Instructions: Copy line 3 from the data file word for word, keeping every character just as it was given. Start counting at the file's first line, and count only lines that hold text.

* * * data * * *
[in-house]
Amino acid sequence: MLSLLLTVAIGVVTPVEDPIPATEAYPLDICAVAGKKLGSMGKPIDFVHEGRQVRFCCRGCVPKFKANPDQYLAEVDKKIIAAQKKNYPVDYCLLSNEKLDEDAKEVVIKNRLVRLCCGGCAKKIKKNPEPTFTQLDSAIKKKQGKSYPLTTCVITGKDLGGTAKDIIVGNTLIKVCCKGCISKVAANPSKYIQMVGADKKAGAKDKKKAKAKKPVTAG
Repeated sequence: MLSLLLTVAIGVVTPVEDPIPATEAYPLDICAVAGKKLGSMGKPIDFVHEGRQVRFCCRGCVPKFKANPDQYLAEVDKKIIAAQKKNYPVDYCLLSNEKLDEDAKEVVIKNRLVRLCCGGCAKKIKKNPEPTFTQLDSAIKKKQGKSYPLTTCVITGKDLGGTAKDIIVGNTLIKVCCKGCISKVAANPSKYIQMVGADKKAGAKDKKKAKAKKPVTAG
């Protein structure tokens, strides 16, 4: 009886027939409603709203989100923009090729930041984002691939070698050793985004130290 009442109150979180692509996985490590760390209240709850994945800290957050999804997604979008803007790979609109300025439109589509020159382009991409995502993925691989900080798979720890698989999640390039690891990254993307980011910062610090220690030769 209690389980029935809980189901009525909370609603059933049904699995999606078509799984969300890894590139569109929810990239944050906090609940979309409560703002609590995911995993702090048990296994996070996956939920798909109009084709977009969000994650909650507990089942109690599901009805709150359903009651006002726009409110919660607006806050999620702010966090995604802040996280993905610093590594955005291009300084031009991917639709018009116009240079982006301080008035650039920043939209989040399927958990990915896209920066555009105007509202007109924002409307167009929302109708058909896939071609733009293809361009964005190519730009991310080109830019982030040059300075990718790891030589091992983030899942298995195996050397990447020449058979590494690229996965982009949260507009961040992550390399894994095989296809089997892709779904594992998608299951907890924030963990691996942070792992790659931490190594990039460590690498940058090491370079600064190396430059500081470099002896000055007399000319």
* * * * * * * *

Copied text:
Repeated sequence: MLSLLLTVAIGVVTPVEDPIPATEAYPLDICAVAGKKLGSMGKPIDFVHEGRQVRFCCRGCVPKFKANPDQYLAEVDKKIIAAQKKNYPVDYCLLSNEKLDEDAKEVVIKNRLVRLCCGGCAKKIKKNPEPTFTQLDSAIKKKQGKSYPLTTCVITGKDLGGTAKDIIVGNTLIKVCCKGCISKVAANPSKYIQMVGADKKAGAKDKKKAKAKKPVTAG